St. Luke's University Health Network Bethlehem, PA
Hammad Liaquat, MD1, Blessing Jerome, DO2, Farah Harmouch, MD1, Hussam Tayel, MD1, Janak Bahirwani, MD3, Jared E. Sapin, MS1, Berhanu Geme, MD1, Yecheskel Schneider, MD, MS1, Kimberly J. Chaput, DO1; 1St. Luke's University Health Network, Bethlehem, PA; 2St. Luke’s University Health Network, Macungie, PA; 3St. Luke's University Health Network, Allentown, PA
Introduction: A history of colonic polyps and increasing age are risk factors for development of colorectal cancer (CRC). Surveillance colonoscopy intervals are determined by number of precancerous polyps removed during the procedure. Data regarding such intervals continues to evolve resulting in recent updates in guidelines in the United States. We aim to determine the impact of surveillance colonoscopy intervals in detection rates of precancerous polyps and CRC during colonoscopies for individuals aged 75 and above. Methods: We conducted a retrospective chart review to identify patients who underwent a colonoscopy between the years of 2012 to 2019 who were over the age of 75. We collected data on patient characteristics, colonoscopy findings and histology of polyps removed. Patients with a personal history of CRC, polyposis syndromes, or Inflammatory Bowel Disease were excluded. All statistical analyses were conducted in SPSS version 26 to compute means and frequencies of patient characteristics and colonoscopy outcomes. Results: A total of 591 colonoscopies were analyzed out of which 173 procedures were performed due to history of colon polyps. Median age was 78 years. A majority of the patients were female (55.5%) and Caucasian (92.5%). Good bowel preparation and high cecal intubation rates were consistent in all groups (Table 1). The majority of patients used aspirin (56.1%), had an ASA level 2 or less (71.7%) while a significant proportion had metabolic syndrome (43.3%), obesity (34.1%), history of alcohol abuse (35.3%) and were ex-smokers (38.7%). Precancerous polyps were found in 15/173 (8.7%) of colonoscopies. Most of the precancerous polyps were small, located in the proximal colon, and tubular or tubulovillous adenomas on histology (Table 2). When surveillance interval exceeded 5 years, a higher proportion of precancerous polyps (7/13) were in the distal colon, majority of which were advanced adenomas (57.1%). CRC was detected in the distal colon in one patient (0.6%). No patients developed complications during or after their colonoscopy. Discussion: Our limited data suggests that a robust surveillance colonoscopy protocol reduces the risk of CRC development in the proximal colon in the elderly population. Surveillance colonoscopy in the elderly population was safe with comparable detection rate of precancerous polyps but a higher CRC incidence rate than reported previously. Further studies with larger samples are needed to further investigate these findings.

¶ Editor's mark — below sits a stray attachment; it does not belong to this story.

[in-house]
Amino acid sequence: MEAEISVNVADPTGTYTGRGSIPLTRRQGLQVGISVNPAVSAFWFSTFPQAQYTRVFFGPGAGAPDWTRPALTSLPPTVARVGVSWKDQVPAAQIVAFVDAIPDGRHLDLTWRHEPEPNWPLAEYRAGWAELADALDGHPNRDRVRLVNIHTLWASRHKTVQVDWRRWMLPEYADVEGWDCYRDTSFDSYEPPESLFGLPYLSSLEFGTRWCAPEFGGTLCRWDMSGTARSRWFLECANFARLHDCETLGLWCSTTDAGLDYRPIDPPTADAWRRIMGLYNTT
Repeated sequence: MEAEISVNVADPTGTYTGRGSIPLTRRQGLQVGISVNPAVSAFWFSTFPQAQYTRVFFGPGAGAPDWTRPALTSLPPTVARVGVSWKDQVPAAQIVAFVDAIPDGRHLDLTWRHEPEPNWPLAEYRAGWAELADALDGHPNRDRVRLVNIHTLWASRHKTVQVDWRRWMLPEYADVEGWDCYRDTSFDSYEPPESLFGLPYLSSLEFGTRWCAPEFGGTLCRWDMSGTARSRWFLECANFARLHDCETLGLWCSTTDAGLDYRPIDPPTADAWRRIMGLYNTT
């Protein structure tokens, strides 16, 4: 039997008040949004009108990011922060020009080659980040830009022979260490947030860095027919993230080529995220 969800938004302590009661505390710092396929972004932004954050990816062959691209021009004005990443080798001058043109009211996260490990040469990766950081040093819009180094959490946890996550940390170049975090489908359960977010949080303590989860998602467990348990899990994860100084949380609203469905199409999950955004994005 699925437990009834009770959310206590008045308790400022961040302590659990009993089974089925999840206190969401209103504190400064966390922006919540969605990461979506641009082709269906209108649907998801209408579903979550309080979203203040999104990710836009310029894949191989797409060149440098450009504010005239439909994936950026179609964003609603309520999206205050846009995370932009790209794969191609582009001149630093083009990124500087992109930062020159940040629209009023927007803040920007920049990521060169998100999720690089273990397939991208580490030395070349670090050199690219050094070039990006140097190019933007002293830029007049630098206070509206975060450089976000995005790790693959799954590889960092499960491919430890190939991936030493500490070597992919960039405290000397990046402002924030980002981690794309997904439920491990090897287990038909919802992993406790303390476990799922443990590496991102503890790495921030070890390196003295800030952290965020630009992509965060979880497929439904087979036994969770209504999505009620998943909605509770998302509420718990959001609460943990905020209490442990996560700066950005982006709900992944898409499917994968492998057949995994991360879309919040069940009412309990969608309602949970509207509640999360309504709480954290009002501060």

Table 1. Demographics, colon cancer risk factors and quality features of surveillance colonoscopy.
Table 2: Polyp and colon cancer outcomes of surveillance colonoscopy.
Disclosures: Hammad Liaquat indicated no relevant financial relationships. Blessing Jerome indicated no relevant financial relationships. Farah Harmouch indicated no relevant financial relationships. Hussam Tayel indicated no relevant financial relationships. Janak Bahirwani indicated no relevant financial relationships. Jared Sapin indicated no relevant financial relationships. Berhanu Geme indicated no relevant financial relationships. Yecheskel Schneider indicated no relevant financial relationships. Kimberly Chaput indicated no relevant financial relationships.